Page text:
Documentary of the brief but memorable career of the now iconic James Dean. Narrated by Martin Sheen, the film focuses much attention on his early work for television, and utilizes a ...
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A biopic about the actor James Dean, whose stardom of the ultimate teenage rebel as well as the premature death made him a legend. His roles are depicted having much in common with his ... See full summary »
In the Salinas Valley, in and around World War I, Cal Trask feels he must compete against overwhelming odds with his brother Aron for the love of their father Adam. Cal is frustrated at ... See full summary »
James Dean: Born Cool tells the story of James Dean's rise from small town boy to immortal icon as told by Jimmy's closest family and friends from the perspective of his hometown of ... See full summary »
This documentary, which was undertaken soon after James Dean's death, looks at Dean's life through the use of still photographs with narration, and interviews with many of the people ... See full summary »
Documentary of the brief but memorable career of the now iconic James Dean. Narrated by Martin Sheen, the film focuses much attention on his early work for television, and utilizes a variety of archival footage in order to tell the story of the young man who gained immortality with only three feature films to his credit. Written by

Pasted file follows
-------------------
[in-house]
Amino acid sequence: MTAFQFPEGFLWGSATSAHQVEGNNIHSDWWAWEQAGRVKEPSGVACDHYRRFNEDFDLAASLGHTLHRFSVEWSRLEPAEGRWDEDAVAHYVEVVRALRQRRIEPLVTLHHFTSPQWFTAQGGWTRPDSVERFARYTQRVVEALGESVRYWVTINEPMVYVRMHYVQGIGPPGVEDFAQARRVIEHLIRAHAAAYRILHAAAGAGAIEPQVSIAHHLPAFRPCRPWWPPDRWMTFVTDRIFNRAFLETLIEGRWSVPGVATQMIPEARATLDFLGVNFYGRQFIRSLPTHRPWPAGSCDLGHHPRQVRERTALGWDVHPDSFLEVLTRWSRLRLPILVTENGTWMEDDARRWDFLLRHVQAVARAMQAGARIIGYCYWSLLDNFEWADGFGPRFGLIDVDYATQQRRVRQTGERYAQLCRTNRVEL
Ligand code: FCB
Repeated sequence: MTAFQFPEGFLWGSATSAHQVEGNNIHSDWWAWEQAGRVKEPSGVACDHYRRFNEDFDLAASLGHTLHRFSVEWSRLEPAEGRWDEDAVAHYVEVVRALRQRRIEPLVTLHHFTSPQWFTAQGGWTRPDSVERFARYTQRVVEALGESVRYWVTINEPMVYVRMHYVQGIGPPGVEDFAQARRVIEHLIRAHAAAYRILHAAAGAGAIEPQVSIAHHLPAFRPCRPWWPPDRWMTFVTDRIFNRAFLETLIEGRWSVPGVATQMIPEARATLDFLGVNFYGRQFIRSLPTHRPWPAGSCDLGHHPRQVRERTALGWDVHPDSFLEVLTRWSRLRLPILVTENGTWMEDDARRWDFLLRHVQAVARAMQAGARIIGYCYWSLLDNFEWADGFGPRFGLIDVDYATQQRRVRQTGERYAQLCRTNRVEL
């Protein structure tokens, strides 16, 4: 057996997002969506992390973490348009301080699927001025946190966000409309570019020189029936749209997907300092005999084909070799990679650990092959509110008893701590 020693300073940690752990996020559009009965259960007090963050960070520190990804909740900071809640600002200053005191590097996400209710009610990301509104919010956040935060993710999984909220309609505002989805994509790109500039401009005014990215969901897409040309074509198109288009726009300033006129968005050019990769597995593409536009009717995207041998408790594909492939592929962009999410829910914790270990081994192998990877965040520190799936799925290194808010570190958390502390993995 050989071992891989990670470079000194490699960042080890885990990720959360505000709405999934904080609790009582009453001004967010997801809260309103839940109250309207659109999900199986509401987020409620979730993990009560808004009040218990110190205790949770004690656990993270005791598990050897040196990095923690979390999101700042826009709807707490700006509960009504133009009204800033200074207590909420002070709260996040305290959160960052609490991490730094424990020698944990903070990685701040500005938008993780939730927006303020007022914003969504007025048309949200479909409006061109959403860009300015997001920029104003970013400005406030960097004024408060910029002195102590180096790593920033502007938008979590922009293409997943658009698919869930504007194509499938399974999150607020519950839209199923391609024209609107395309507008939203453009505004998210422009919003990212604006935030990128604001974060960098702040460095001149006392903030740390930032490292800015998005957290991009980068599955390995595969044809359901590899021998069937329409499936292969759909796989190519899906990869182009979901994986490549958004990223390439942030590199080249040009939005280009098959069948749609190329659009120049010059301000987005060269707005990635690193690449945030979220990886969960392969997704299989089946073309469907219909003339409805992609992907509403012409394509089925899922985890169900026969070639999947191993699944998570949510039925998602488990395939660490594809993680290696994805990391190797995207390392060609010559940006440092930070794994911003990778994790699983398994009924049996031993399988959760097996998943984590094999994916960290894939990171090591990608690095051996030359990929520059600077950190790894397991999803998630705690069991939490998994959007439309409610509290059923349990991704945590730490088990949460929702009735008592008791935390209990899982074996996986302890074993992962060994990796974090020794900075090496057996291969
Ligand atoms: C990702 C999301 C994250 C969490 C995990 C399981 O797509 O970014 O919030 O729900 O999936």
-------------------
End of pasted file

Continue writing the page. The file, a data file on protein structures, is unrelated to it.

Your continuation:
I love James Dean, so it's disappointing that I've yet to find a truly great documentary about the man. On the plus side, this documentary has lots of rare footage, especially of his lesser known film and television appearances. I saw a lot of stuff I hadn't seen before. Unfortunately, this is a very basic documentary, the kind of thing you'd expect to get free, tacked on somewhere as a DVD extra. In fact, I'd initially heard this was to be included with the recent James Dean DVD box that came out. It probably would have played better there, but on its own it seems weak. First off, it actually opens with a montage set to Rod Stewart's song "Forever Young". Not only does the song seem terribly out of place, but it also seems like the kind of thing Dean himself would have disliked. We're also subjected to Jim Croce's "I Got A Name" as Jimmy drives to his death. You know the one, where he sings "movin' me down the highway" repeatedly in overly earnest seventies singer songwriter style. And why do we hear Paul McCartney's "Mull Of Kintyre" over the closing credits? All this, plus no interviews, just Martin Sheen narrating in a "then Jimmy acted in this" mode. As a collection of rare clips, this is intriguing for Dean fans. Other than that, it offers little insight into a fascinating life.
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